Great question Mike and you are like every fan that I currently speak to who says that referees should look for reasons not to blow their whistle.

So that’s what I would do if I was in charge of international match officials. I’d encourage referees not to go looking for technicalities and allow the game to flow more.

But as a fan, that means you have to buy into that too and not criticise a referee for missing a technical infringement which is only clear on replay!


11:02 AM GMT

How I would prepare to referee England

I never had to referee England in my 111 Test matches. Perhaps that’s why the English players and I have always had a good relationship … but I have refereed them numerous times for their Premiership clubs.

Click here to read Barnes’ notes about this current England team.


10:51 AM GMT

The three changes I would make to improve rugby

World Rugby’s match officials will have taken stock of last year, mused over some of the major talking points of the Rugby World Cup and they will have ensured that they are as prepared as possible.

But the emphasis on self-reflection and progress should not just be on the officials themselves. Clear guidance from World Rugby is also vital and here are some examples of changes that I would like to see which could lead to us all enjoying rugby more.

Click here to read Barnes’ manifesto to improve the game for fans, players and officials.


10:41 AM GMT

WATCH: France v Italy controversy

Among the topics up for debate will be this:


10:20 AM GMT

Barnes answers your questions

Good morning and welcome to a special live Q&A session with former international referee Wayne Barnes.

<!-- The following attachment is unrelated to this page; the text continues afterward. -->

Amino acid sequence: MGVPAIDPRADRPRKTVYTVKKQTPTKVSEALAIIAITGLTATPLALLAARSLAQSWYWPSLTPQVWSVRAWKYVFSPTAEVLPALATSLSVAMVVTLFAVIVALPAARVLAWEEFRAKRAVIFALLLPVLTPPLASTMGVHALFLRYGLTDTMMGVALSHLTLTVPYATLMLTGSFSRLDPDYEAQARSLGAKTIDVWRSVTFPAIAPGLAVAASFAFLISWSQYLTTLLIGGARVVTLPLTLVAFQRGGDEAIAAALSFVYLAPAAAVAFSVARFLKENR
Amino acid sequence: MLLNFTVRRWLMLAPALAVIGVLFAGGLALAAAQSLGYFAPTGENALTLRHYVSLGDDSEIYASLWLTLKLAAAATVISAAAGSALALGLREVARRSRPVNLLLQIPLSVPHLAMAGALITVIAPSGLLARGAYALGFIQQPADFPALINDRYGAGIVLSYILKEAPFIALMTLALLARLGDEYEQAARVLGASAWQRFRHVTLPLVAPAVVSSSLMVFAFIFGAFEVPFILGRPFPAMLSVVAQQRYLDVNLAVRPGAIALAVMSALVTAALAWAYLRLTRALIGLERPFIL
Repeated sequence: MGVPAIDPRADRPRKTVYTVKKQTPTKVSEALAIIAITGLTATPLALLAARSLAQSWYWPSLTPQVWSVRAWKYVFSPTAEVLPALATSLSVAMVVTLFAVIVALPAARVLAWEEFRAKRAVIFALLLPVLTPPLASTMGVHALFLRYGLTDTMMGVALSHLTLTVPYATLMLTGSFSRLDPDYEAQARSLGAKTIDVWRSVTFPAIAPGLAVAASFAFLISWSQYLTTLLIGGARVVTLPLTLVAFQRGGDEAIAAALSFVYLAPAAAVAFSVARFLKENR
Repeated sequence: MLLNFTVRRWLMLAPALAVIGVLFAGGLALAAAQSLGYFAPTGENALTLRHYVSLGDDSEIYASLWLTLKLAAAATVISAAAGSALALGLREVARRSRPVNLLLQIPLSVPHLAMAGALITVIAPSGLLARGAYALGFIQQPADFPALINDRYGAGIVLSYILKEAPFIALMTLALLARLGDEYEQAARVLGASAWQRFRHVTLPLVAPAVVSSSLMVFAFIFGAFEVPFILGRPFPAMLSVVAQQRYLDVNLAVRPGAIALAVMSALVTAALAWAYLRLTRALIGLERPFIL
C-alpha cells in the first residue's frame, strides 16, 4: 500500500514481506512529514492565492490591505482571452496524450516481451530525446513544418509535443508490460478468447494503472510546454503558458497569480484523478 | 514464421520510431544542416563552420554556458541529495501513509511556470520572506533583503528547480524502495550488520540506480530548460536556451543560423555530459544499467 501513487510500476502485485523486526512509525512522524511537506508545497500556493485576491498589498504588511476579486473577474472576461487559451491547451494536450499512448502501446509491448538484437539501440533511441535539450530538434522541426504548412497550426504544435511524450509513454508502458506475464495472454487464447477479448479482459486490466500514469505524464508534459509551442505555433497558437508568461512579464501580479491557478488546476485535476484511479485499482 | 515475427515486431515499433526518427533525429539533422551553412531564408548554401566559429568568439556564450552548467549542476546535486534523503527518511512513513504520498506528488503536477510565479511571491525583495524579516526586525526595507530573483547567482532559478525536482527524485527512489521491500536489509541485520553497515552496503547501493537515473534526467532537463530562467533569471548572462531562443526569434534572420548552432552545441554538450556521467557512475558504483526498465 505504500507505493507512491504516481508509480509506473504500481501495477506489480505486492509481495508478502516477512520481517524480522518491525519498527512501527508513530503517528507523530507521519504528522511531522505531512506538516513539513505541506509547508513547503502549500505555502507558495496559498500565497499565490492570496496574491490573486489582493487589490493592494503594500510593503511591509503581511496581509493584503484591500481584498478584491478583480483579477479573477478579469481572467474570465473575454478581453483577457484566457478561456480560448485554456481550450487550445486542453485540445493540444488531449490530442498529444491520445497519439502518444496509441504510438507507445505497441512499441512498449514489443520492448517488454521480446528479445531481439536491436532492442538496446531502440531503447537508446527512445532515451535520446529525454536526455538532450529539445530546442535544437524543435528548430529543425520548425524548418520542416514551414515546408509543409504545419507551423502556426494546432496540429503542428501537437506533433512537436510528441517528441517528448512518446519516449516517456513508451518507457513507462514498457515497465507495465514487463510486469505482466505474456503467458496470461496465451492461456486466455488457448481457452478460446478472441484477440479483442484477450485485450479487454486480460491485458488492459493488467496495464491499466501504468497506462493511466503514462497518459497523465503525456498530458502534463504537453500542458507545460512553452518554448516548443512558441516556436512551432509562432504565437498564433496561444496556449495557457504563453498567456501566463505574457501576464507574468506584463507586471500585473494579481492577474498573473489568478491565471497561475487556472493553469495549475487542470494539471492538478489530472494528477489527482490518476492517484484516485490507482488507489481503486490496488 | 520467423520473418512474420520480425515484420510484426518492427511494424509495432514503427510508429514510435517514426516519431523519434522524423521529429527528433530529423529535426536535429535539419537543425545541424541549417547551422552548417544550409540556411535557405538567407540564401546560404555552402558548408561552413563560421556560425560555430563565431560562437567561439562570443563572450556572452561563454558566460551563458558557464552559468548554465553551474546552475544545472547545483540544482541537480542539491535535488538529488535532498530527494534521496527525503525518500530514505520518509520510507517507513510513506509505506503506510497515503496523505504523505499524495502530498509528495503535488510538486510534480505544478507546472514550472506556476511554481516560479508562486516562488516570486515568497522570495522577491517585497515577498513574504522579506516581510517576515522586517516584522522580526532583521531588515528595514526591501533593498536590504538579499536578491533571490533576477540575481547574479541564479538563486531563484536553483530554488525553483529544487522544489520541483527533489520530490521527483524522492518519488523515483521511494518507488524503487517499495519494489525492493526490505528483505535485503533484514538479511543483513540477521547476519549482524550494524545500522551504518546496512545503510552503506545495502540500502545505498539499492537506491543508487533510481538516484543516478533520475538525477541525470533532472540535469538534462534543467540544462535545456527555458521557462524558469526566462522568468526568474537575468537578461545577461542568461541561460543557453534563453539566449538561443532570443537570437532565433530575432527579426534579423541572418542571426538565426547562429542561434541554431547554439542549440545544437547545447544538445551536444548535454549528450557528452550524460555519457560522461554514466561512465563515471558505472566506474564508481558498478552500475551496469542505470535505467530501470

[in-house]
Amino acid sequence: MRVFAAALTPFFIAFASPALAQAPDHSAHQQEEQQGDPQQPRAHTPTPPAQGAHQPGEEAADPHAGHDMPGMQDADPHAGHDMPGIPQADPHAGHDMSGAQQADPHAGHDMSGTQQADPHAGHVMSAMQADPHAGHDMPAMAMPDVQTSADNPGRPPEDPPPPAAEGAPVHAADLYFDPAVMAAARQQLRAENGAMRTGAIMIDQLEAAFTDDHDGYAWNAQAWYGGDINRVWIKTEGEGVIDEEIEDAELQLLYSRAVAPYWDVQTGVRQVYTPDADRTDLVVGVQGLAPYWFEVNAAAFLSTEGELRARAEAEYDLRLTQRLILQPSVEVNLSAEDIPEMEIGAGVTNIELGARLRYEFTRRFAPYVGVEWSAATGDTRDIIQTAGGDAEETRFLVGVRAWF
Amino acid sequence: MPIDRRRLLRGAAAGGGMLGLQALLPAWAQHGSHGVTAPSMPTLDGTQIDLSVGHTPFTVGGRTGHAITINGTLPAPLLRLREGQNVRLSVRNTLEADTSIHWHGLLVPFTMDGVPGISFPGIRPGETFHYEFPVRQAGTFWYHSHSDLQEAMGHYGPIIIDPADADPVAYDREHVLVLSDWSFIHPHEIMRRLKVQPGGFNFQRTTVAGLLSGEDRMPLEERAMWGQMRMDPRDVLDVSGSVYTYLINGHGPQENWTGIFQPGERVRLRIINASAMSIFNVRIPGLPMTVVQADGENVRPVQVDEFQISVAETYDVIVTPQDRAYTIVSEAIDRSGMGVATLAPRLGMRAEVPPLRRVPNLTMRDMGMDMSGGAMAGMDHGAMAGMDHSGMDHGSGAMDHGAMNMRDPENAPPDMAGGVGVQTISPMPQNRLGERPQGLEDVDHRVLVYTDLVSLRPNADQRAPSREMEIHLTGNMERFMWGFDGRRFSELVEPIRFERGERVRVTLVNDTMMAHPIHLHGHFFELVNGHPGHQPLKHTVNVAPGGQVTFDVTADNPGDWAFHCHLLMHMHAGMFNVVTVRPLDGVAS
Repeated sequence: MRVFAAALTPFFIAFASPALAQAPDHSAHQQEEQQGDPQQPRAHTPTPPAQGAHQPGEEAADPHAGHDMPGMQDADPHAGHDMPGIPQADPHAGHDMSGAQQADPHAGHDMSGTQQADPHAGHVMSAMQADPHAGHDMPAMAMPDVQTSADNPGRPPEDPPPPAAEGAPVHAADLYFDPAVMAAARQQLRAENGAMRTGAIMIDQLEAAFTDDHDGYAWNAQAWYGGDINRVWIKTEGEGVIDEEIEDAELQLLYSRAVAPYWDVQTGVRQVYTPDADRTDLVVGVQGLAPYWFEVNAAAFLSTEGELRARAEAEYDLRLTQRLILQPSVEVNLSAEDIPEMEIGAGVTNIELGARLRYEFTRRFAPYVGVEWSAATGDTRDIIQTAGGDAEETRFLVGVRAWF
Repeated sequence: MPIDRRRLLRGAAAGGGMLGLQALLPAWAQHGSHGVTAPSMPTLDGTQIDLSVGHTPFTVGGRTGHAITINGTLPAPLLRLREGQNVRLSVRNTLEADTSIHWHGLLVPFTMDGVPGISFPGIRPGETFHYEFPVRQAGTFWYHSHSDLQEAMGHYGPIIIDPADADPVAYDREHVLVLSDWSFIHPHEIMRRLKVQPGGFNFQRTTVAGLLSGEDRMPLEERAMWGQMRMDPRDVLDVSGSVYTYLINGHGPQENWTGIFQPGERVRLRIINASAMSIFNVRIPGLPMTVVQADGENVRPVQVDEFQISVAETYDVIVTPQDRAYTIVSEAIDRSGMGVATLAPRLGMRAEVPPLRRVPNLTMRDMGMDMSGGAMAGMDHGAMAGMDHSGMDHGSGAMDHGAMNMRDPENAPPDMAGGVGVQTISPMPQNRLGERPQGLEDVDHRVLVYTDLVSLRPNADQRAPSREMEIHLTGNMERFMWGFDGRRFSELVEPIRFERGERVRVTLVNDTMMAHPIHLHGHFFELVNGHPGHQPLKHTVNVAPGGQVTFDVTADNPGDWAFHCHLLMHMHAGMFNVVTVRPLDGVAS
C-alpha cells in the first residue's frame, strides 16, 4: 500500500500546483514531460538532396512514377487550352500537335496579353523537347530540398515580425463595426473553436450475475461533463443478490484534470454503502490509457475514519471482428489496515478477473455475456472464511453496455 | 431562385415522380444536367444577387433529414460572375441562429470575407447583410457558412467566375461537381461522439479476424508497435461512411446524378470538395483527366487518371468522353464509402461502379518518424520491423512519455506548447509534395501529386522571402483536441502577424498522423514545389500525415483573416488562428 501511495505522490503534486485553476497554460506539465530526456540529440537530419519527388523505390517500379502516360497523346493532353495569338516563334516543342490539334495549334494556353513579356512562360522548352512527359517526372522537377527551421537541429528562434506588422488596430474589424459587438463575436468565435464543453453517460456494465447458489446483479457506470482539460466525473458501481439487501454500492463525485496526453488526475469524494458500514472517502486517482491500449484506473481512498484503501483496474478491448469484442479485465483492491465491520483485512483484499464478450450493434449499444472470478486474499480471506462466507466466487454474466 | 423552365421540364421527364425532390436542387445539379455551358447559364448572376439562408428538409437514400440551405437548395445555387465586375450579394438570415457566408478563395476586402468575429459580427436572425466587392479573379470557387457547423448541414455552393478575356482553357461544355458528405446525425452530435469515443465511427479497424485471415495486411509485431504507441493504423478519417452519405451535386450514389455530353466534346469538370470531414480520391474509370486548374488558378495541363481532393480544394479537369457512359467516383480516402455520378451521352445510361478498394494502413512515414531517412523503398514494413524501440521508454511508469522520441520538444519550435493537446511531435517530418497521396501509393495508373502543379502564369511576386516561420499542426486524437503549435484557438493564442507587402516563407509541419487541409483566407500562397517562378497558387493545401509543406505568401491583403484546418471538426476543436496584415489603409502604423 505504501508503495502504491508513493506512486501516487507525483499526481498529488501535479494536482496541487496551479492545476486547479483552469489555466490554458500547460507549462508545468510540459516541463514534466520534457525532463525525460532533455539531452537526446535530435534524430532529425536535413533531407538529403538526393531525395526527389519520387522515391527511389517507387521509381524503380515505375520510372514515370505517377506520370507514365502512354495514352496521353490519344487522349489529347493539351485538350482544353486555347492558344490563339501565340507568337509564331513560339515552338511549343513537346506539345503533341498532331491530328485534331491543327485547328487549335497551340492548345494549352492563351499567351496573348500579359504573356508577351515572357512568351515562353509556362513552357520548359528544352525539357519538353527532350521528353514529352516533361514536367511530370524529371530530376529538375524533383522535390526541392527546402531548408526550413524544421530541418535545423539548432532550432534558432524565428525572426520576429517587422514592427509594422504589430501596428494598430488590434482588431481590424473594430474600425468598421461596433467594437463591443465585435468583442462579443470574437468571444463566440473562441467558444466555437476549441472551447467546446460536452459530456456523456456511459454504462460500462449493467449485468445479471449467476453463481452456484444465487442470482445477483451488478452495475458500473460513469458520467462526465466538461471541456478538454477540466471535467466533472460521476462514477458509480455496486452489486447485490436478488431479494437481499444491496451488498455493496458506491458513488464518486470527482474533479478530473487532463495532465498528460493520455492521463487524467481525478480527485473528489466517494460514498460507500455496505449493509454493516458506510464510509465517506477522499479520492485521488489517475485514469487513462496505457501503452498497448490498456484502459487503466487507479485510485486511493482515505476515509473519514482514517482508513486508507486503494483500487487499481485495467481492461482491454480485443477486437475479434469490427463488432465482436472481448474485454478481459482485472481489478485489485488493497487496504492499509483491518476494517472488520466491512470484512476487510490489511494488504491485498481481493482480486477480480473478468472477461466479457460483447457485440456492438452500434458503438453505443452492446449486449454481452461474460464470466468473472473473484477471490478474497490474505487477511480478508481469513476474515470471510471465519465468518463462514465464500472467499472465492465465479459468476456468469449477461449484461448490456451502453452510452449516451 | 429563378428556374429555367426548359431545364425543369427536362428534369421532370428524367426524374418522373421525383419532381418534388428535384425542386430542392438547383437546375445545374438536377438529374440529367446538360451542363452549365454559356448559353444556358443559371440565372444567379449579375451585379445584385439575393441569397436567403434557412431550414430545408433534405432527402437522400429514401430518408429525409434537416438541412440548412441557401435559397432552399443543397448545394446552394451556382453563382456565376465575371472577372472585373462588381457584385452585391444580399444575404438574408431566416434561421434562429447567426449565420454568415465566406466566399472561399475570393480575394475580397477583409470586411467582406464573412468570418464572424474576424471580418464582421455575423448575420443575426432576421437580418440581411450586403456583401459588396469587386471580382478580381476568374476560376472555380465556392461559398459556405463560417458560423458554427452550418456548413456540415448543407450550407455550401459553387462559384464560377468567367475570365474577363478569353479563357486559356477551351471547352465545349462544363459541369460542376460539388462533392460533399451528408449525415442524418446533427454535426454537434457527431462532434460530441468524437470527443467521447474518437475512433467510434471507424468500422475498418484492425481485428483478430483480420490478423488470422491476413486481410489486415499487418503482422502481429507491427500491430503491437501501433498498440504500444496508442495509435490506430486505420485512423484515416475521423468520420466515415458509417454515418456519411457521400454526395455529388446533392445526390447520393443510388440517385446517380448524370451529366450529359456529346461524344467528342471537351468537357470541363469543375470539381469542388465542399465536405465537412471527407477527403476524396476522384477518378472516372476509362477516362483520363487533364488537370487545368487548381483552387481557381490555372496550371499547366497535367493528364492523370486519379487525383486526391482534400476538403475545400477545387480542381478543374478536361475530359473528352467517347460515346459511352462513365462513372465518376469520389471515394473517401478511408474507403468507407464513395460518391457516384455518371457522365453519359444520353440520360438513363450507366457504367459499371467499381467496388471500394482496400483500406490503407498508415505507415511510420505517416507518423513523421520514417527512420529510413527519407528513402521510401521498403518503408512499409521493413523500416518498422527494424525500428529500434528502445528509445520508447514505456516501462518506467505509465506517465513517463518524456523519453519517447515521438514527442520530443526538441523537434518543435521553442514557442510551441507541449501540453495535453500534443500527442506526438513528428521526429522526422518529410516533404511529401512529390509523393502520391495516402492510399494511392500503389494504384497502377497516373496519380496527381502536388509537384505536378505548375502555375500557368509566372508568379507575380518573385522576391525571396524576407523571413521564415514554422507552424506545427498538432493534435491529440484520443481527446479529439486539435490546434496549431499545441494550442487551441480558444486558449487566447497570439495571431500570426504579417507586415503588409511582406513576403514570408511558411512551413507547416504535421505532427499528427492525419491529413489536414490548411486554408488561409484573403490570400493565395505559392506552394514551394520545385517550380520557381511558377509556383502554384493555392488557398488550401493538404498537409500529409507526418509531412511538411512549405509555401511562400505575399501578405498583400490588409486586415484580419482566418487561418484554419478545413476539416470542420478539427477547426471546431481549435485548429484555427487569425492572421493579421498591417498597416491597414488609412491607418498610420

Debate over refereeing decisions has once again become a theme of this year’s Six Nations and, with that in mind, we are providing subscribers with the opportunity to put their questions to our Telegraph columnist Barnes.

Barnes spent nearly 30 years refereeing and established himself as one of the best ever to do the job. He retired at the end of last year with his last match being the Rugby World Cup final between South Africa and New Zealand, which included the sending off of the All Blacks captain Sam Cane.

Barnes is exclusively writing for us throughout the Six Nations and has already explained what he would change about the current laws, how he would prepare to referee the England team and his reaction to the second round of action, including the TMO controversy at the end of Scotland v France.

During the live session, Barnes will also reflect on the third round of Six Nations action, including some of its controversial moments from the weekend like what happened at the end of France v Italy when Paolo Garbisi missed a penalty in the last minute, denying the visitors a historic victory.

After the match, Marius Goosen, Italy’s defence coach, told Telegraph Sport: “If you look back at it now then definitely the kick should have been given again. But we all know in that pressure-cooker situation, as a referee, it’s not that easy to always make the right call. In hindsight, it should have been given again, but there are no complaints.”

What would Barnes have done? Click here to submit your questions to find out and a selection will be answered by Barnes at 11am. From queries about the laws in general to specific incidents, and questions about Barnes’s esteemed career, fire away with what you would like to know from our expert.